India has added about 7.7 million cases since the end of February, when its second wave picked up steam, according to a Reuters tally. In contrast, it took India nearly six months to add the previous 7.7 million cases. The country is in deep crisis, with hospitals and morgues overwhelmed, medicines and oxygen in short supply, and strict curbs on movement in its biggest cities.

India is the world's biggest producer of vaccines but does not have enough stockpiles to keep up with the second deadly COVID-19 wave, despite Prime Minister Narendra Modi's government plans to vaccinate all adults starting May 1.

Only about 9% of India's 1.4 billion people have received a vaccine dose since January. Several states have said they will be unable to immunize people aged 18-45 immediately.

Officials in Prime Minister Narendra Modi's western home state of Gujarat said vaccinations for those aged between 18 and 45 will begin on Saturday in 10 of the worst-hit districts. Earlier, they had warned of postponing them by two weeks. Officials in the eastern state of Odisha said they hoped to start vaccinations on Monday, if vaccine stocks arrived.

However, the health ministry said states had 10 million vaccine doses in their stockpiles and 2 million more would be supplied in the next three days. It was not immediately possible to reconcile the contradicting statements.

Modi met cabinet ministers on Friday as the wave of infections cripples the health system and threatens to hit major businesses. Absenteeism in offices and industries is growing, as staff fall ill or take leave to care for sick relatives. There was no immediate word of decisions taken at the meeting of ministers, 

US has redirected its own order of AstraZeneca supplies to India, to allow it to make more than 20 million doses. Shipments from other countries poured in, with a third one from Britain arriving on Friday, while Ireland and Romania also sent supplies the previous day.

World aid has started arriving in India as it struggles to combat what has been described as a humanitarian disaster.

The first U.S. flight carrying oxygen cylinders, regulators, rapid diagnostic kits, N95 masks, and pulse oximeters arrived in the Indian capital Delhi on Friday. "Just as India came to our aid early in the pandemic, the U.S. is committed to working urgently to assist India in its time of need," U.S. Secretary of State Antony Blinken said on Twitter.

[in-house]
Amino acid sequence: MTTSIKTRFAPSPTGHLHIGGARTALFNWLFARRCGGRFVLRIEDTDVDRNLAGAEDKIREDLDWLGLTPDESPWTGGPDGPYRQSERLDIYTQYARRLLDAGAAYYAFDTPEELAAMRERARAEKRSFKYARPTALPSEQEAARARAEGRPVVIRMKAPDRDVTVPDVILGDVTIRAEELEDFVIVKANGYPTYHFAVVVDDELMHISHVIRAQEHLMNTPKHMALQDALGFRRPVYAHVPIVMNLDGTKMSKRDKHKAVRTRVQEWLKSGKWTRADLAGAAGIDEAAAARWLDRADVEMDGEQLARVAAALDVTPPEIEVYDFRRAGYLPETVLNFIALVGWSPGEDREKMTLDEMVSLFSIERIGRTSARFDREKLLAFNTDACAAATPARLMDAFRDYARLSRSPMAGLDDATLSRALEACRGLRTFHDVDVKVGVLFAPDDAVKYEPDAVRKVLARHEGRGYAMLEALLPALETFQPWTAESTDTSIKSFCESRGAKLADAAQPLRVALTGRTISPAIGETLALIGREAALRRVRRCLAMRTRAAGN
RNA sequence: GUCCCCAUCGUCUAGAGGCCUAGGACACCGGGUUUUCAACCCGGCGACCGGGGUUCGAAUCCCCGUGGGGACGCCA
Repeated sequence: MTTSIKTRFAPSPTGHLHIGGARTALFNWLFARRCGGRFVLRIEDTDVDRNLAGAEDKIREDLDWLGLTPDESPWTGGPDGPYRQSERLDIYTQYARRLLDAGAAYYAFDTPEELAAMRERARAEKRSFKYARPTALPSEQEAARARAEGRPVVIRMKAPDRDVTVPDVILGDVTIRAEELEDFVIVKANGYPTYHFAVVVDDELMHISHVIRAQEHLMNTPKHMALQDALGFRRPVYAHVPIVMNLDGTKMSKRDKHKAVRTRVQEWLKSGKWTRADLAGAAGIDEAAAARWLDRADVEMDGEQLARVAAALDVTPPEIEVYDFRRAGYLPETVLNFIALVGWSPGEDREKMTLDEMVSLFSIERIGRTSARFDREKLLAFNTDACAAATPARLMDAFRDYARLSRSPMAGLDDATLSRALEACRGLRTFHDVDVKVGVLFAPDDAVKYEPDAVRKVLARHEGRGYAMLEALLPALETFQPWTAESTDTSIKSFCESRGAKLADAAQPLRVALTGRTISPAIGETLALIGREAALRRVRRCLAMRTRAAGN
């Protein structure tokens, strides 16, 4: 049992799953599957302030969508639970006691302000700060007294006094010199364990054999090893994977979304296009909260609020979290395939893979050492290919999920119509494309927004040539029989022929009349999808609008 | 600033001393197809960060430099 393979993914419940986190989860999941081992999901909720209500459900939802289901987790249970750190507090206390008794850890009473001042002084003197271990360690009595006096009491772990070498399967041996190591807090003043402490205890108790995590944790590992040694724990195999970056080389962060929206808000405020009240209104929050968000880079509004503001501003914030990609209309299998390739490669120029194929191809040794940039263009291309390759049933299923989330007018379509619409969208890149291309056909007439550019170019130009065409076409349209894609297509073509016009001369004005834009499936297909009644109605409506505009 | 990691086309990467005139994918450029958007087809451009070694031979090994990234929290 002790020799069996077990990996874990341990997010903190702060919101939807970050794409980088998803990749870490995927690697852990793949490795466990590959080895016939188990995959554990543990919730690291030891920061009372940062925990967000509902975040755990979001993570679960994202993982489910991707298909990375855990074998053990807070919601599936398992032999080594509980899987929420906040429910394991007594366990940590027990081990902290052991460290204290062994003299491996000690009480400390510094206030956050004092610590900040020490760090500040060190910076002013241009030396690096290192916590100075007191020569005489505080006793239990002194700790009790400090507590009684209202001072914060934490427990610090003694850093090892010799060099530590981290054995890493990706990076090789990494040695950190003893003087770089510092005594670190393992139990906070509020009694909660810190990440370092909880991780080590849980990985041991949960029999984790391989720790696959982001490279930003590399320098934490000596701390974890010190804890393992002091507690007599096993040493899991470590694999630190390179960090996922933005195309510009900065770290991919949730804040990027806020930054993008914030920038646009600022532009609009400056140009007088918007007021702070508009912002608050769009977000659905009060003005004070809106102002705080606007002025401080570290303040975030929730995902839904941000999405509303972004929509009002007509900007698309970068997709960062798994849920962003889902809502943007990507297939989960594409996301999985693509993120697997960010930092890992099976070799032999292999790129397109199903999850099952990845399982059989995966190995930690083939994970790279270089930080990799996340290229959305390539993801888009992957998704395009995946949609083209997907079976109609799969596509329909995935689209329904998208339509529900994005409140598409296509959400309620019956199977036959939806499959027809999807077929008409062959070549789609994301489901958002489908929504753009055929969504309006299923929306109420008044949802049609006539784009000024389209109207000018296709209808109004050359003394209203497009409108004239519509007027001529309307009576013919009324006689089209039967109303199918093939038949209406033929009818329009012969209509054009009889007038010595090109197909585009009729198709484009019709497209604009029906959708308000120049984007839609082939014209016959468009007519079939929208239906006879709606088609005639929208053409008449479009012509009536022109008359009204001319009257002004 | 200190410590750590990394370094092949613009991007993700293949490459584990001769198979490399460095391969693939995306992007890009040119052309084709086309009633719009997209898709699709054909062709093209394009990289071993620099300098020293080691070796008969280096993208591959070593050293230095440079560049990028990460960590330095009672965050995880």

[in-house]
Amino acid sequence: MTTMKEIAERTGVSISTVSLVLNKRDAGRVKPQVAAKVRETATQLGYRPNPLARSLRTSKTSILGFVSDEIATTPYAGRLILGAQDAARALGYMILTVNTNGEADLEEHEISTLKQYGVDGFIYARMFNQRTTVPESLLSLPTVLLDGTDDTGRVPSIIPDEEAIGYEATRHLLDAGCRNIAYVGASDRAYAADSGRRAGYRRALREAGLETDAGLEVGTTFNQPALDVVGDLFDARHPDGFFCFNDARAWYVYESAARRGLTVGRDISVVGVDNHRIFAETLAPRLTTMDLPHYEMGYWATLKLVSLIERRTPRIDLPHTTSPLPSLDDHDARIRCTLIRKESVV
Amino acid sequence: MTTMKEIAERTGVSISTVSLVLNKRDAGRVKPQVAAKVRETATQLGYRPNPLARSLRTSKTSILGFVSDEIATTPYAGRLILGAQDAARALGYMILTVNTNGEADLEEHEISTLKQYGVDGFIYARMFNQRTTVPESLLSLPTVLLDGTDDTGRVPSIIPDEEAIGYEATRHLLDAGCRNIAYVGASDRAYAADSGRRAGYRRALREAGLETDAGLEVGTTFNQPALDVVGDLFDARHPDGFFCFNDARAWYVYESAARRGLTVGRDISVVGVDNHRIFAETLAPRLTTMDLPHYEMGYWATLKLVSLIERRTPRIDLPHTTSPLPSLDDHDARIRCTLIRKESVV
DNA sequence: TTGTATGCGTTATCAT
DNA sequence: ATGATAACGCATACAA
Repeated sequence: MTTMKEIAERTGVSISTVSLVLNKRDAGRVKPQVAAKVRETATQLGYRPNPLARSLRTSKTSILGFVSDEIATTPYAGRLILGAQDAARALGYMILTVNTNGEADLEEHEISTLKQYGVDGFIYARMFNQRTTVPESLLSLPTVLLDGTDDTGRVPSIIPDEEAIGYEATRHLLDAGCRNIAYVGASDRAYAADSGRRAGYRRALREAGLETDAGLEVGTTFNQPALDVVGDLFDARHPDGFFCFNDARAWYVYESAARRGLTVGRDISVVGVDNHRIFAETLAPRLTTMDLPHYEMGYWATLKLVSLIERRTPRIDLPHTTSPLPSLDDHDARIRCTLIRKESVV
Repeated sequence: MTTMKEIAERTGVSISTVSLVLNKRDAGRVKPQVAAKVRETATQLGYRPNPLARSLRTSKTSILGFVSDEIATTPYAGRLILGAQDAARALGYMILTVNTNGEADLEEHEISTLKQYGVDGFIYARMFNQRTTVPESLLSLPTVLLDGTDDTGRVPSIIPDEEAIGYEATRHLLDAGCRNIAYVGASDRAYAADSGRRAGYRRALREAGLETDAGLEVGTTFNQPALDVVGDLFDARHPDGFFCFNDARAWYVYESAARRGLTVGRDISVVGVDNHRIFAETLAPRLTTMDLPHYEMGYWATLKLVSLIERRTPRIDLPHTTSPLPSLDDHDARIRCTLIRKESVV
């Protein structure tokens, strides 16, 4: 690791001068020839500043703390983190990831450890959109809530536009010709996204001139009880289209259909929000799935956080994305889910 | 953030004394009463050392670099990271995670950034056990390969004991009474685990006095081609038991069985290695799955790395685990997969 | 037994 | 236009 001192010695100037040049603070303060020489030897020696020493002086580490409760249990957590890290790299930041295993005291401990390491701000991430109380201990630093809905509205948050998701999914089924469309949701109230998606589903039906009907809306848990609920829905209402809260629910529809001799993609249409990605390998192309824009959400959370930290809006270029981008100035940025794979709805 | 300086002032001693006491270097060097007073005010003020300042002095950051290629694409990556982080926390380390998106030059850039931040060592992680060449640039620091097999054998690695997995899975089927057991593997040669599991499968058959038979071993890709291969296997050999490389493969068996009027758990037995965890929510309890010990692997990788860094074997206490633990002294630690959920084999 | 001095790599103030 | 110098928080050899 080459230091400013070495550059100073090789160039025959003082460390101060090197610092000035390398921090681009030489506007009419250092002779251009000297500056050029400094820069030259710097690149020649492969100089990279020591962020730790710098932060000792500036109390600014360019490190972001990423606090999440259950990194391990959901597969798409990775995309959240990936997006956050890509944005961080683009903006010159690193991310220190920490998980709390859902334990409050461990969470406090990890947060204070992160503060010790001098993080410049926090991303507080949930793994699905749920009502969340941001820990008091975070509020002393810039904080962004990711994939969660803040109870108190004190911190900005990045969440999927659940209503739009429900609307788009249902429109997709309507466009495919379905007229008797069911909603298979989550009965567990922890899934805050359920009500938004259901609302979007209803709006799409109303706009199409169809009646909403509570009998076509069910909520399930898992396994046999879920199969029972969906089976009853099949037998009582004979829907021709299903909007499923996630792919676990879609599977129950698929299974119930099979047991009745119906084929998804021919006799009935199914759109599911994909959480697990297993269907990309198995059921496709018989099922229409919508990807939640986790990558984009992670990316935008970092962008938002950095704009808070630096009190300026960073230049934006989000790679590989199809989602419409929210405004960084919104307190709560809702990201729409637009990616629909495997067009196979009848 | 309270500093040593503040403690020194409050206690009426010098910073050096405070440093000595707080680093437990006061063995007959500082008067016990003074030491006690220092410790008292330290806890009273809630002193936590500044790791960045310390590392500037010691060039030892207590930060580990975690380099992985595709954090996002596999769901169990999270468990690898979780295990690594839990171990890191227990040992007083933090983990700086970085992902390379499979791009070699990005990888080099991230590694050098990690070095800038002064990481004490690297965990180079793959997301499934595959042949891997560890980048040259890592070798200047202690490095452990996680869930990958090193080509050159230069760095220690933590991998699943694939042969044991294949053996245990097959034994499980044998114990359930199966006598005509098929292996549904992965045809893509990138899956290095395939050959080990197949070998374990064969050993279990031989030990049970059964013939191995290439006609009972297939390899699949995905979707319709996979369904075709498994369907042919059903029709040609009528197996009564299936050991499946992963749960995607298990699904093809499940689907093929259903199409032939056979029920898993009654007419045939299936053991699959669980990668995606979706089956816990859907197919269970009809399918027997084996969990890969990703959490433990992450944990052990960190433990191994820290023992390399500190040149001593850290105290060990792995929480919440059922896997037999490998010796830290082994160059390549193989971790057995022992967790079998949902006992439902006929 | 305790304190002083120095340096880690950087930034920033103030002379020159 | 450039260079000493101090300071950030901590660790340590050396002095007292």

"Today we are proud to deliver our first shipment of critical oxygen equipment, therapeutics, and raw materials for vaccine production." OXYGEN CRISIS TILL MID-MAY

The United States will send more than $100 million in medical aid, including 1,000 oxygen cylinders, 15 million N95 masks, and 1 million rapid diagnostic tests. It also has redirected its own order of AstraZeneca supplies to India, to allow it to make more than 20 million doses. Shipments from other countries continued to pour in, with a third one from the United Kingdom reaching earlier in the day. Romania and Ireland also sent supplies late on Thursday.

India's severe medical oxygen supply crisis is expected to ease by mid-May, a top industry executive told Reuters, with output rising by 25% and transport infrastructure ready to cope with a surge in demand. A worker died and at least two were injured after an oxygen cylinder exploded during refilling at Panki Oxygen refilling plant in Kanpur in India's northern state of Uttar Pradesh earlier on Friday, local police told Reuters.

The incident comes a week after at least 22 patients died at a public hospital in India's western Maharashtra state when their oxygen supply ran out after a leak in the tank. India will receive the first batch of Russia's Sputnik V vaccine on May 1. Russia's RDIF sovereign wealth fund, which markets Sputnik V globally, has signed deals with five Indian manufacturers for more than 850 million vaccine doses a year.